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Project Overview


In 2020, Cambodia, Indonesia, Laos, Myanmar and Vietnam are working towards the achievement of their Sustainable Development Goals (SDGs) by 2030.  The application of OR to meet challenging areas of the SDGs is very limited.  In January 2019, representatives of the Southeast Asian and UK research teams participated together in a workshop at the University of Kent to identify OR capacity development needs, and to agree on focus areas for OR research capacity development. Participants identified OR capacity development needs for Southeast Asia which require adaptation of existing analytical methods, theories and frameworks according to specific issues relating to sectors and country contexts.  Such adaptations will also test and build the capacities of the UK partner institutions, in applying OR to highly contextualised development challenges.

Key sectors of interest were identified based on priority ODA targets and SDGs of the five Southeast Asian countries.  These sectors/focus areas are disaster management, resilient transport infrastructure planning, food supply security planning, and design of smart cities.

Regarding disaster management, humanitarian disasters most often arise when risk reduction measures and/or responses to extreme natural events, such as typhoons, earthquakes, droughts or floods, are inadequate. Humanitarian disasters are common in both rural and urban settings within Southeast Asia.  OR can be used pre-emptively to improve risk reduction measures, for example by developing spatial decision support systems for drought and flood risk management. OR can also be used reactively (i.e. post-disaster), for example, to manage evacuation, the distribution of food supplies, and other relief efforts.

Regarding transport infrastructure, the five Southeast Asian countries are rapidly developing their road networks to keep pace with and sustain economic growth and urbanisation.  All five countries face major traffic congestion problems in urban areas, which negatively impacts economic growth through lost working time and health due to respiratory disease from urban pollution. OR methods not yet applied in these Southeast Asian contexts can be used to improve the design of multi-modal transport network systems or increase transport efficiency and alleviate congestion both under normal conditions and after the occurrence of natural disasters.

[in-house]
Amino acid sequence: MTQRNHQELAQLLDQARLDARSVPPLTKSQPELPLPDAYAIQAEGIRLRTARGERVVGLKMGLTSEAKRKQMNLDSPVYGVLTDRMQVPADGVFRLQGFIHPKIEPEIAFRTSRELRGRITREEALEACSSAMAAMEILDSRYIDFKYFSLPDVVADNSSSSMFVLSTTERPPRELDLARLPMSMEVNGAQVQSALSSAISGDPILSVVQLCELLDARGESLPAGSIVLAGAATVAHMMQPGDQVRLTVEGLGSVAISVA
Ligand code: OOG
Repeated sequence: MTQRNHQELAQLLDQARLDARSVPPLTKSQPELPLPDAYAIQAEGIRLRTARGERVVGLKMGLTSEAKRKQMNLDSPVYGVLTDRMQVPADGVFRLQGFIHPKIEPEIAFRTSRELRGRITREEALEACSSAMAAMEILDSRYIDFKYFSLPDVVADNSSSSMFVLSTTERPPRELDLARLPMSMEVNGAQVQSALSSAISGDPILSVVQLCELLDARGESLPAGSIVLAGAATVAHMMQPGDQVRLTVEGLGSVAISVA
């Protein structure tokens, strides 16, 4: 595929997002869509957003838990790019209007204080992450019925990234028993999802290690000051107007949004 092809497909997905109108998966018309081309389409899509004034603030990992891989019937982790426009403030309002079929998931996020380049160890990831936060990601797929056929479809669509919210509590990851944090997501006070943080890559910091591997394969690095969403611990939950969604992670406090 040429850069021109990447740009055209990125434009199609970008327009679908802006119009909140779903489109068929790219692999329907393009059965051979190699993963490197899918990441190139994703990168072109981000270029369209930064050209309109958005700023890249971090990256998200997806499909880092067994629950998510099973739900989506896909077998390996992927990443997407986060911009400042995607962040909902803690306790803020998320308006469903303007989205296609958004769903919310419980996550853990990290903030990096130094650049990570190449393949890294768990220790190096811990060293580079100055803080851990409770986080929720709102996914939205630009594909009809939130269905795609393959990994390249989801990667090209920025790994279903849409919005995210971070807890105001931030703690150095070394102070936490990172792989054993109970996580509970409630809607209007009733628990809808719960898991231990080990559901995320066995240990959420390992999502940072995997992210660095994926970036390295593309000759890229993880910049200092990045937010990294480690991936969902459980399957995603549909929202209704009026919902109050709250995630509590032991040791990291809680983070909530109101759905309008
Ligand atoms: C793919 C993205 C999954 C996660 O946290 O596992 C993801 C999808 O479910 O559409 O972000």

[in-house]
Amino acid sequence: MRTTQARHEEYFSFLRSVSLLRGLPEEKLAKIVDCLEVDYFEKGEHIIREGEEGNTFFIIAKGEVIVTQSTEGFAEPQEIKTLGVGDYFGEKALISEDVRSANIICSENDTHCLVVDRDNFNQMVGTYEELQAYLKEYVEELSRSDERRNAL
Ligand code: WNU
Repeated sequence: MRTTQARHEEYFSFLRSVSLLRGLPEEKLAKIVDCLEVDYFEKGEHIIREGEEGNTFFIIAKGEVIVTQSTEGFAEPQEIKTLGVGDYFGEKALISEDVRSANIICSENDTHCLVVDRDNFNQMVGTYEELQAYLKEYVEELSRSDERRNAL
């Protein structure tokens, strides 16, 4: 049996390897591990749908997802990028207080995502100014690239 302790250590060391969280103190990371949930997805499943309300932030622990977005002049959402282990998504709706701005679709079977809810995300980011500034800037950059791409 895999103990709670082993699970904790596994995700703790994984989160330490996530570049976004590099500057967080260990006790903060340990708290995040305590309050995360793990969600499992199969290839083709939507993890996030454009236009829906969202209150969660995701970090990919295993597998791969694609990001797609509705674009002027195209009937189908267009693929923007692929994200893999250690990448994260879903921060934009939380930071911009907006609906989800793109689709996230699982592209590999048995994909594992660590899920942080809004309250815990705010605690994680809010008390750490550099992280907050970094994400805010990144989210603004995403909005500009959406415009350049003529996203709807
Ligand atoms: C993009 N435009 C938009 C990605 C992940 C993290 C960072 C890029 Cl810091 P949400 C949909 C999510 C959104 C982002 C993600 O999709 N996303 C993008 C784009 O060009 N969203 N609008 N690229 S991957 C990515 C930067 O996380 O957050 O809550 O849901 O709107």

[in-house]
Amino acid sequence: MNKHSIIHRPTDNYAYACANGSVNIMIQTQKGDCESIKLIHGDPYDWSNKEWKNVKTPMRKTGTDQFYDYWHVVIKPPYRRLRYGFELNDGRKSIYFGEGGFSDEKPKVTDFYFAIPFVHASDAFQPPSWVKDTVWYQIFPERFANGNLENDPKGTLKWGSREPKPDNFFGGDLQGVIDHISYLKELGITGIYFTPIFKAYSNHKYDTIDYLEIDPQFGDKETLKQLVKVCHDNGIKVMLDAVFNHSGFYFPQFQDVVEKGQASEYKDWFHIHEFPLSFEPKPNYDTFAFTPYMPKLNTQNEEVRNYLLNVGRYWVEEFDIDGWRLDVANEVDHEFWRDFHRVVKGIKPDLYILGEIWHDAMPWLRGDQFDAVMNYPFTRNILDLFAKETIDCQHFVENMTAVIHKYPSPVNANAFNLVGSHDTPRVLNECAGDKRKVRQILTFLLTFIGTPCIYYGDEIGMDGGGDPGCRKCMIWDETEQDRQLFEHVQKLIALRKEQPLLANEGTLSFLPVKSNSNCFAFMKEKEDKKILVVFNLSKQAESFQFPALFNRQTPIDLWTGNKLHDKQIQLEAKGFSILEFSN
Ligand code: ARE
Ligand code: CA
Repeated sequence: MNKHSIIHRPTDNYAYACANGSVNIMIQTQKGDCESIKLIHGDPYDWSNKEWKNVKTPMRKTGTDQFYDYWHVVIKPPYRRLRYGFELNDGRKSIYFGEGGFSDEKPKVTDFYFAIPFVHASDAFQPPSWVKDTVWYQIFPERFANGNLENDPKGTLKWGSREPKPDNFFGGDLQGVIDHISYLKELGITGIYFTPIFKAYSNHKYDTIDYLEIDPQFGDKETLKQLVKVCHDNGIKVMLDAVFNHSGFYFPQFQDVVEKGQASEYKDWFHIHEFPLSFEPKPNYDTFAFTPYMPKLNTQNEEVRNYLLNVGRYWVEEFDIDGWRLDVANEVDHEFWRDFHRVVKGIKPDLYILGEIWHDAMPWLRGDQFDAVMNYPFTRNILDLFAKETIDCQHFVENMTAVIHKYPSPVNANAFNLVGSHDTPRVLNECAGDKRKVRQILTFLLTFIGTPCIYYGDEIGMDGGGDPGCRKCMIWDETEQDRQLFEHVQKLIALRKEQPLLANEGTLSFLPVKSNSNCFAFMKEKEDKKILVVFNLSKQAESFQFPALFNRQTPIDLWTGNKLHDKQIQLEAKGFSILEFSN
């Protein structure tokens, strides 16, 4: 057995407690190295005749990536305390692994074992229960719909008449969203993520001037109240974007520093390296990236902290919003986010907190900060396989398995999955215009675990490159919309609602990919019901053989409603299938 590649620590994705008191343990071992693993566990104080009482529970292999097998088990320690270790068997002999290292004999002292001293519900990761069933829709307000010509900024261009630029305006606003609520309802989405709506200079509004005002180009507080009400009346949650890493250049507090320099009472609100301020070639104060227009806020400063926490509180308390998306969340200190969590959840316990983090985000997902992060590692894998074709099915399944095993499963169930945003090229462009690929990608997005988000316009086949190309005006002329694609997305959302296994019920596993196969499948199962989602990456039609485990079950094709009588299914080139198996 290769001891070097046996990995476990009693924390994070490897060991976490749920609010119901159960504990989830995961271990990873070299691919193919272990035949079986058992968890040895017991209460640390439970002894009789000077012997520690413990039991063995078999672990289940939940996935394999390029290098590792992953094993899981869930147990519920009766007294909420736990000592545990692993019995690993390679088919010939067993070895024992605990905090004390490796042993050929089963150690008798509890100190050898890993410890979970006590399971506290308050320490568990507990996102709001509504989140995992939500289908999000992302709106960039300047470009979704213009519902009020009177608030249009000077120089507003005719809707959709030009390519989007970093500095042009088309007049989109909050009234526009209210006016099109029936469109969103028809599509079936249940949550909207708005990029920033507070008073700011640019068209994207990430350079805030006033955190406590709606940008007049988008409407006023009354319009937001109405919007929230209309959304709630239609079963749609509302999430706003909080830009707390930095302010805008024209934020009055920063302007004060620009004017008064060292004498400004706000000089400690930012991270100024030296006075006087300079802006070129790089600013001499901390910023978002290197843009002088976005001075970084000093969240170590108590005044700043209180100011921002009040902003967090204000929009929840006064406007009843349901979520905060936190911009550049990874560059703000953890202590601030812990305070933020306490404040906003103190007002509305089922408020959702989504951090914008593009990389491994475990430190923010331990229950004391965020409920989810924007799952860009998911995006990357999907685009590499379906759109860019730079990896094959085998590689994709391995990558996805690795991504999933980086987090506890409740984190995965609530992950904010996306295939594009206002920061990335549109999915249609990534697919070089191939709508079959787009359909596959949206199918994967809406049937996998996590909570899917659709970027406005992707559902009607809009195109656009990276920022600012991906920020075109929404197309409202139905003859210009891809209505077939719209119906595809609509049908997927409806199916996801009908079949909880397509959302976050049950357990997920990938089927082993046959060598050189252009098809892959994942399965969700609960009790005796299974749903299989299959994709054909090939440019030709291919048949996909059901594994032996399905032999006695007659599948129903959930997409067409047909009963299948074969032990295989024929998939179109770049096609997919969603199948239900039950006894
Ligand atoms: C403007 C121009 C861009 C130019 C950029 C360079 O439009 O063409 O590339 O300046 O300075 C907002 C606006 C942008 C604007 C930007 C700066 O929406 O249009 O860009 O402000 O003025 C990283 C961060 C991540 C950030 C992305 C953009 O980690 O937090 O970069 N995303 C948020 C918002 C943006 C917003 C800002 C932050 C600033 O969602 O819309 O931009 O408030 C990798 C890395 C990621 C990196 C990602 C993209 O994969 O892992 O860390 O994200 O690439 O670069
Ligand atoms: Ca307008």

Regarding food supply security planning, rice is the main food staple in all five Southeast Asian countries.  Maintaining rice supplies at affordable prices is, therefore, a matter of national security. Rice supplies are affected by weather and other environmental factors linked to climate change, the relative price of rice in neighbouring countries, and the availability of storage facilities. The use of food supplies needs to be optimised by minimising waste, meeting nutritional targets, and maintaining stock for emergencies.  OR methods can be applied to model these and other types of food supply security issues, thus enabling authorities to identify suitable policies for production and distribution.

Regarding smart cities, different concepts are gradually converging. Some consider the key elements of smart cities to be ‘climate-smart’ infrastructure development, a focus on urban sustainability (including water, land use, transportation, and pollution), and optimal risk management strategies. Others consider smart cities to be primarily about in-built use of advanced ICT to optimise resources for the ongoing achievement of simultaneous human and urban development objectives. The project will consider simulation and optimisation methods to meet specific urban sustainability priorities.

Research Objectives

The overarching aim of CREST-OR is to establish a long-term UK-Southeast Asia partnership to build research capacity in mathematical OR tools that can be used to address urgent Southeast Asian needs.  Specific objectives of the project are:

  1. To identify research gaps in Southeast Asian partner countries, taking into account the research landscape, technical proficiencies, and developmental needs
  2. To define a relevant OR research agenda, focused on how existing and new bespoke OR methodologies can be used to support SDGs in four specific areas
  3. To develop academic leaders who will act as OR ambassadors in Southeast Asia and promote the use of OR to address critical SDG issues with other academics, policy-makers, and practitioners
  4. To develop the research capacity of Early Career Researchers and enable them to progress the research agenda
  5. To facilitate the formation of OR research units in the Southeast Asian partner countries and create a self-sustaining community of OR researchers at all career stages
  6. To lay the groundwork for the establishment of a Southeast Asia OR Society.


The project began in April 2020, but was paused due to COVID-19 restrictions.  The project has now re-started, and will be completed in February 2022.